Regarding your question about noise-danger to nearby equipment, the answer is YES. Signals can interfere with each other. Check out my answer to "Distance between SPI traces....." question.


{edit} High voltage Efields cause lots of charge movement. If the frequency is low, you'll get detectable EXTERNAL movement of charges due to the Efield. In other words, the SkinEffect is your friend but SkinEffect only predicts attenuation; SkinEffect does not prevent external charge movement.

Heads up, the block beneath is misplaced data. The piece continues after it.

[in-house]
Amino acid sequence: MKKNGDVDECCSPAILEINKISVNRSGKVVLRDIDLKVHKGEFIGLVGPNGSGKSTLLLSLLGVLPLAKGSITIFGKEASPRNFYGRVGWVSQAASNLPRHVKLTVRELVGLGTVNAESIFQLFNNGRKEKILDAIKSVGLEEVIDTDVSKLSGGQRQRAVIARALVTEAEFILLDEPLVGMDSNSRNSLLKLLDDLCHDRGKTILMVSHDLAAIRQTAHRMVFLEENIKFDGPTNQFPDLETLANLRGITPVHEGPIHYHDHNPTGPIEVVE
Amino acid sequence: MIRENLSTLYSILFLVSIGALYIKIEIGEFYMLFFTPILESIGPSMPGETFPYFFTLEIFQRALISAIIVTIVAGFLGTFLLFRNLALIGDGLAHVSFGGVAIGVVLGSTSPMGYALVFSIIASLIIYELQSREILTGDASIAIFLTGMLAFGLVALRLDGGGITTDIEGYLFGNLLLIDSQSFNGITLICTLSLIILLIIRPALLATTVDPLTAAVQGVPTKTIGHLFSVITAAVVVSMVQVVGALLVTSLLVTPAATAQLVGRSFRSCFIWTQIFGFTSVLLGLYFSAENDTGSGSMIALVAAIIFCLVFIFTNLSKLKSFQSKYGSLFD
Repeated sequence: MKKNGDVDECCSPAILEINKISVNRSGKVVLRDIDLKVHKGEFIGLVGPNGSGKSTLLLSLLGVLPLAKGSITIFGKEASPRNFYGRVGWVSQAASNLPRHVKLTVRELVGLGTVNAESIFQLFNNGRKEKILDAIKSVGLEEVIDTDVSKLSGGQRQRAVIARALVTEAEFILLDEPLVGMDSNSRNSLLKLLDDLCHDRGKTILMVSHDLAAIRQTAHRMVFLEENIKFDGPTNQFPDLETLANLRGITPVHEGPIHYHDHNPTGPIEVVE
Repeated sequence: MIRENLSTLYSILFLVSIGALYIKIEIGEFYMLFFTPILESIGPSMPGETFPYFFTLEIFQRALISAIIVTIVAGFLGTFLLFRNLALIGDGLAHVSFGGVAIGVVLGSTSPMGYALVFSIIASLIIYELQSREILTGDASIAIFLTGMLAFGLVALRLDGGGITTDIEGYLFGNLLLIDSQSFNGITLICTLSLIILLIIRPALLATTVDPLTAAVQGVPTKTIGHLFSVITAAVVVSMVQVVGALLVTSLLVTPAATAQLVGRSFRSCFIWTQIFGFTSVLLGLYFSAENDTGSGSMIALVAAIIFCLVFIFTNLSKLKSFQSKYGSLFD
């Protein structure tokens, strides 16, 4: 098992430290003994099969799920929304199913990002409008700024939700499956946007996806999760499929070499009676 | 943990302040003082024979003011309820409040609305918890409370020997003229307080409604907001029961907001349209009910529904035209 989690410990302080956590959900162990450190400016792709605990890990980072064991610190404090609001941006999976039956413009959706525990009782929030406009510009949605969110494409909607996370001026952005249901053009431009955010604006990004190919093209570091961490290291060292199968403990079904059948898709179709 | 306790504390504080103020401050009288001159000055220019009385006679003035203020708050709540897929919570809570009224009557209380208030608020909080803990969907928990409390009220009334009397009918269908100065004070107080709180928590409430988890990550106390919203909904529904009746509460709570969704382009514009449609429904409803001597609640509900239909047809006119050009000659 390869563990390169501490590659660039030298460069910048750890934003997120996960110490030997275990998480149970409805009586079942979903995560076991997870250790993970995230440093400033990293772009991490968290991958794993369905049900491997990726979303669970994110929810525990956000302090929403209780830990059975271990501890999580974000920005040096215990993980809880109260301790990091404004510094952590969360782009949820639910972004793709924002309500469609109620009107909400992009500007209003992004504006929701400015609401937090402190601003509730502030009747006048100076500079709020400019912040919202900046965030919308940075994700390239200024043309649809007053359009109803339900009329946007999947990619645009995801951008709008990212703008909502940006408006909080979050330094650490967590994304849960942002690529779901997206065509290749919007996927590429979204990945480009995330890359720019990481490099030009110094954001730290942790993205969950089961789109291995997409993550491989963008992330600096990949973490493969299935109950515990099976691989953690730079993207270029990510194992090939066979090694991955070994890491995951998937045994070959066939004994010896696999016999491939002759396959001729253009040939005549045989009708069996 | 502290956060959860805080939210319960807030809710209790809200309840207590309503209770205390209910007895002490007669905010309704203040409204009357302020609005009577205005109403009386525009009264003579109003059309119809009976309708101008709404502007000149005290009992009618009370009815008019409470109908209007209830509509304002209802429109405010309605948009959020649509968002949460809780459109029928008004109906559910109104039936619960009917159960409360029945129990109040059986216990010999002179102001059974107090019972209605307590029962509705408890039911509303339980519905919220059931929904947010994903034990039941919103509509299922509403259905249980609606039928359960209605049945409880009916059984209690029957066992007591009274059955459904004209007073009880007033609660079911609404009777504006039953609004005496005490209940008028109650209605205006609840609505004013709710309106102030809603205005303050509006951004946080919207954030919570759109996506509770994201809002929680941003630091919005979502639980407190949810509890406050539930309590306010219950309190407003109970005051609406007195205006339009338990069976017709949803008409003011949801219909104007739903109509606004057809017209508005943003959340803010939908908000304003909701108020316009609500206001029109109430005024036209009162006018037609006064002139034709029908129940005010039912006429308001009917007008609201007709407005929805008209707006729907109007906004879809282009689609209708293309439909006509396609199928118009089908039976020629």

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I do not know the theory that well but I can tell you what I saw being practiced at Qualcomm when I used to work there about 15 years back. So while conducting tests on the phones/chips (such as reference sensitivity tests) we placed the phone in a metal box about 50cm x 35cm x 20cm. From the color of the box it seemed more like copper than aluminium but I guess you can put on artificial colors. There was a wire that carried the signal to and from the outside world. For more sensitive testing the phone along with other test equipment was placed inside a metallic cage, the size of a small room. There were all kind of other precautions that we took so as not to influence the test results. Just to clarify the signals the phones carried were GSM/GPRS/WCDMA signals in the range from about 900MHz to a few GHz.